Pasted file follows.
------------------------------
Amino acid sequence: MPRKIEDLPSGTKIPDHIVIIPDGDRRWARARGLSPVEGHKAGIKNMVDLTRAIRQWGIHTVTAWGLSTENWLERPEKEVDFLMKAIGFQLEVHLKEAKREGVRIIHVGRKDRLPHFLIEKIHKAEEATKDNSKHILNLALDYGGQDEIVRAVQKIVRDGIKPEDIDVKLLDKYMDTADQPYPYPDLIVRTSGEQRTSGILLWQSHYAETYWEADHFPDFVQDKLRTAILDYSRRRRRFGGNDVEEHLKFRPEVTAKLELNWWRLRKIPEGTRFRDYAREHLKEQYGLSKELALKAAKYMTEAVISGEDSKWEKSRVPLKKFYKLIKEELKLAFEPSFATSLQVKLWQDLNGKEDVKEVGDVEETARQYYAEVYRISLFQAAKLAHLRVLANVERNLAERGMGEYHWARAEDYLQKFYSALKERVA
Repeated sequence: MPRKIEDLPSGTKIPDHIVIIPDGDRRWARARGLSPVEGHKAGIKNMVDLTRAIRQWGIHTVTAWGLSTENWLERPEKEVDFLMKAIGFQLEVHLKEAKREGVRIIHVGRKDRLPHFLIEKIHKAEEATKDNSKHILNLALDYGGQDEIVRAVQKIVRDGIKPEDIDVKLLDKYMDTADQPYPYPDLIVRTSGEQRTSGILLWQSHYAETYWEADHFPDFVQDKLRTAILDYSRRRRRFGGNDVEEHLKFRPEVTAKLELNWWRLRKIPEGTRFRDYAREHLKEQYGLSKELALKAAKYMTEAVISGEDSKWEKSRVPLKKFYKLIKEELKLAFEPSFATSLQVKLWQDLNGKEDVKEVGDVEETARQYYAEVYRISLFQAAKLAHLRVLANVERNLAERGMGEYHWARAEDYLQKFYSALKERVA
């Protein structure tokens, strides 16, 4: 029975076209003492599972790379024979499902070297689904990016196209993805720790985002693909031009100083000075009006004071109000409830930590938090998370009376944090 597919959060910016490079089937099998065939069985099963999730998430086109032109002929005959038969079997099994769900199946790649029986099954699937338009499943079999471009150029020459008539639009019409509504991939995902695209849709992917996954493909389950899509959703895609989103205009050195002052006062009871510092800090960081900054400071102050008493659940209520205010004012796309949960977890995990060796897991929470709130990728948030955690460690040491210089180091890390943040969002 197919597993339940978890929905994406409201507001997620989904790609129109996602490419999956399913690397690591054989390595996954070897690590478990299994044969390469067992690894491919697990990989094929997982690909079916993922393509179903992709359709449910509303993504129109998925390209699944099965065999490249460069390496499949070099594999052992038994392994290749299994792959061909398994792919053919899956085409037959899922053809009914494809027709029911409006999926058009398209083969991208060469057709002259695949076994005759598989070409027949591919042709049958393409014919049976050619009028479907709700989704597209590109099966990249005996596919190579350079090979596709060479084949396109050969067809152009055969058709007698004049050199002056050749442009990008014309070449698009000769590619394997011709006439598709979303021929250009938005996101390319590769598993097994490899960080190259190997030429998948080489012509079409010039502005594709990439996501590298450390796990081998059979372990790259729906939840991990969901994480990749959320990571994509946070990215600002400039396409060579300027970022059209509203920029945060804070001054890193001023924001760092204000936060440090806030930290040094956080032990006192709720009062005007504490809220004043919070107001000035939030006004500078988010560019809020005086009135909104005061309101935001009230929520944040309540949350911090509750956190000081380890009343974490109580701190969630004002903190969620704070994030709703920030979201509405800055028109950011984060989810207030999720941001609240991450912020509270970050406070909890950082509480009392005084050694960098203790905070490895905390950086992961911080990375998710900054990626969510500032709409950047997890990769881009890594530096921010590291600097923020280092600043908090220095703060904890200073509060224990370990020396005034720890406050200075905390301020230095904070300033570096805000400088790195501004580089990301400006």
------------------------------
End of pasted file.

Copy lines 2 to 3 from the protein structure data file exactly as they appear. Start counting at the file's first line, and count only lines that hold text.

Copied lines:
Repeated sequence: MPRKIEDLPSGTKIPDHIVIIPDGDRRWARARGLSPVEGHKAGIKNMVDLTRAIRQWGIHTVTAWGLSTENWLERPEKEVDFLMKAIGFQLEVHLKEAKREGVRIIHVGRKDRLPHFLIEKIHKAEEATKDNSKHILNLALDYGGQDEIVRAVQKIVRDGIKPEDIDVKLLDKYMDTADQPYPYPDLIVRTSGEQRTSGILLWQSHYAETYWEADHFPDFVQDKLRTAILDYSRRRRRFGGNDVEEHLKFRPEVTAKLELNWWRLRKIPEGTRFRDYAREHLKEQYGLSKELALKAAKYMTEAVISGEDSKWEKSRVPLKKFYKLIKEELKLAFEPSFATSLQVKLWQDLNGKEDVKEVGDVEETARQYYAEVYRISLFQAAKLAHLRVLANVERNLAERGMGEYHWARAEDYLQKFYSALKERVA
């Protein structure tokens, strides 16, 4: 029975076209003492599972790379024979499902070297689904990016196209993805720790985002693909031009100083000075009006004071109000409830930590938090998370009376944090 597919959060910016490079089937099998065939069985099963999730998430086109032109002929005959038969079997099994769900199946790649029986099954699937338009499943079999471009150029020459008539639009019409509504991939995902695209849709992917996954493909389950899509959703895609989103205009050195002052006062009871510092800090960081900054400071102050008493659940209520205010004012796309949960977890995990060796897991929470709130990728948030955690460690040491210089180091890390943040969002 197919597993339940978890929905994406409201507001997620989904790609129109996602490419999956399913690397690591054989390595996954070897690590478990299994044969390469067992690894491919697990990989094929997982690909079916993922393509179903992709359709449910509303993504129109998925390209699944099965065999490249460069390496499949070099594999052992038994392994290749299994792959061909398994792919053919899956085409037959899922053809009914494809027709029911409006999926058009398209083969991208060469057709002259695949076994005759598989070409027949591919042709049958393409014919049976050619009028479907709700989704597209590109099966990249005996596919190579350079090979596709060479084949396109050969067809152009055969058709007698004049050199002056050749442009990008014309070449698009000769590619394997011709006439598709979303021929250009938005996101390319590769598993097994490899960080190259190997030429998948080489012509079409010039502005594709990439996501590298450390796990081998059979372990790259729906939840991990969901994480990749959320990571994509946070990215600002400039396409060579300027970022059209509203920029945060804070001054890193001023924001760092204000936060440090806030930290040094956080032990006192709720009062005007504490809220004043919070107001000035939030006004500078988010560019809020005086009135909104005061309101935001009230929520944040309540949350911090509750956190000081380890009343974490109580701190969630004002903190969620704070994030709703920030979201509405800055028109950011984060989810207030999720941001609240991450912020509270970050406070909890950082509480009392005084050694960098203790905070490895905390950086992961911080990375998710900054990626969510500032709409950047997890990769881009890594530096921010590291600097923020280092600043908090220095703060904890200073509060224990370990020396005034720890406050200075905390301020230095904070300033570096805000400088790195501004580089990301400006």